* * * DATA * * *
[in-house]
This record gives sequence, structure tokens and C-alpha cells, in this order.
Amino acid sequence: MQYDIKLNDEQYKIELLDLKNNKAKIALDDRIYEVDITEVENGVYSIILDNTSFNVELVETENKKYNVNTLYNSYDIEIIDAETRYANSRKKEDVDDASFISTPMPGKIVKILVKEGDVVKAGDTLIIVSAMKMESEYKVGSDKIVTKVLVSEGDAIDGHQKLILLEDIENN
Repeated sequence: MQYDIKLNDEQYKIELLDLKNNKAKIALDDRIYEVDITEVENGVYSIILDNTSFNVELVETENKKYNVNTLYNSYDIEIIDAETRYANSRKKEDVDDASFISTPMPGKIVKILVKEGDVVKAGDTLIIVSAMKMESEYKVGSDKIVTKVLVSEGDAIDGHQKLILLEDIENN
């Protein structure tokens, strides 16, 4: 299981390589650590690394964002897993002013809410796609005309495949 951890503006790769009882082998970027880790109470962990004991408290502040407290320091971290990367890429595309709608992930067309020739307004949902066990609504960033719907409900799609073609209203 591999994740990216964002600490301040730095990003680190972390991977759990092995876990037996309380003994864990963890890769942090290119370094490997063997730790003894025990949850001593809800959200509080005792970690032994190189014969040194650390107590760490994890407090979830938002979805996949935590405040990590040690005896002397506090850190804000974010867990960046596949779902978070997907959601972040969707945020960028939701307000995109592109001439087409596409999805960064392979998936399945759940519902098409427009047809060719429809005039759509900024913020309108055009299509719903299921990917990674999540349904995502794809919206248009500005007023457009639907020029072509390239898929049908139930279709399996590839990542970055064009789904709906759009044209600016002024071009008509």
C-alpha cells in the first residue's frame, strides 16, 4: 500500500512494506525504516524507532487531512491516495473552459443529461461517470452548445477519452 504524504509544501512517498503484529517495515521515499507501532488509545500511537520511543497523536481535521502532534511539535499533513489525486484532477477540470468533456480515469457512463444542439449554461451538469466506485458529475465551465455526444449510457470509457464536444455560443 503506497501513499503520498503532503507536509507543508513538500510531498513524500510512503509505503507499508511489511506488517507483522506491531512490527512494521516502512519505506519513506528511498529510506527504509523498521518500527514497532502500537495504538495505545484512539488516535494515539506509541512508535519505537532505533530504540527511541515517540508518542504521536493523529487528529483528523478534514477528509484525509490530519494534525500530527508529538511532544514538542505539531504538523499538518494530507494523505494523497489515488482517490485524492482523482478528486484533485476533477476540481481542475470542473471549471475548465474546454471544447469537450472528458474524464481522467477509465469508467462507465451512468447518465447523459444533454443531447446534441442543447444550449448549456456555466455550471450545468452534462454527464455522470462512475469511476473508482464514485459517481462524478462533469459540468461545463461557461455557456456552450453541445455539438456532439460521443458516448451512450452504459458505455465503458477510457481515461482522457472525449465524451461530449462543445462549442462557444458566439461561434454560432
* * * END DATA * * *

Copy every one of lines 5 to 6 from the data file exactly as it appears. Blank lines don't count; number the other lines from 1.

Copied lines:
């Protein structure tokens, strides 16, 4: 299981390589650590690394964002897993002013809410796609005309495949 951890503006790769009882082998970027880790109470962990004991408290502040407290320091971290990367890429595309709608992930067309020739307004949902066990609504960033719907409900799609073609209203 591999994740990216964002600490301040730095990003680190972390991977759990092995876990037996309380003994864990963890890769942090290119370094490997063997730790003894025990949850001593809800959200509080005792970690032994190189014969040194650390107590760490994890407090979830938002979805996949935590405040990590040690005896002397506090850190804000974010867990960046596949779902978070997907959601972040969707945020960028939701307000995109592109001439087409596409999805960064392979998936399945759940519902098409427009047809060719429809005039759509900024913020309108055009299509719903299921990917990674999540349904995502794809919206248009500005007023457009639907020029072509390239898929049908139930279709399996590839990542970055064009789904709906759009044209600016002024071009008509």
C-alpha cells in the first residue's frame, strides 16, 4: 500500500512494506525504516524507532487531512491516495473552459443529461461517470452548445477519452 504524504509544501512517498503484529517495515521515499507501532488509545500511537520511543497523536481535521502532534511539535499533513489525486484532477477540470468533456480515469457512463444542439449554461451538469466506485458529475465551465455526444449510457470509457464536444455560443 503506497501513499503520498503532503507536509507543508513538500510531498513524500510512503509505503507499508511489511506488517507483522506491531512490527512494521516502512519505506519513506528511498529510506527504509523498521518500527514497532502500537495504538495505545484512539488516535494515539506509541512508535519505537532505533530504540527511541515517540508518542504521536493523529487528529483528523478534514477528509484525509490530519494534525500530527508529538511532544514538542505539531504538523499538518494530507494523505494523497489515488482517490485524492482523482478528486484533485476533477476540481481542475470542473471549471475548465474546454471544447469537450472528458474524464481522467477509465469508467462507465451512468447518465447523459444533454443531447446534441442543447444550449448549456456555466455550471450545468452534462454527464455522470462512475469511476473508482464514485459517481462524478462533469459540468461545463461557461455557456456552450453541445455539438456532439460521443458516448451512450452504459458505455465503458477510457481515461482522457472525449465524451461530449462543445462549442462557444458566439461561434454560432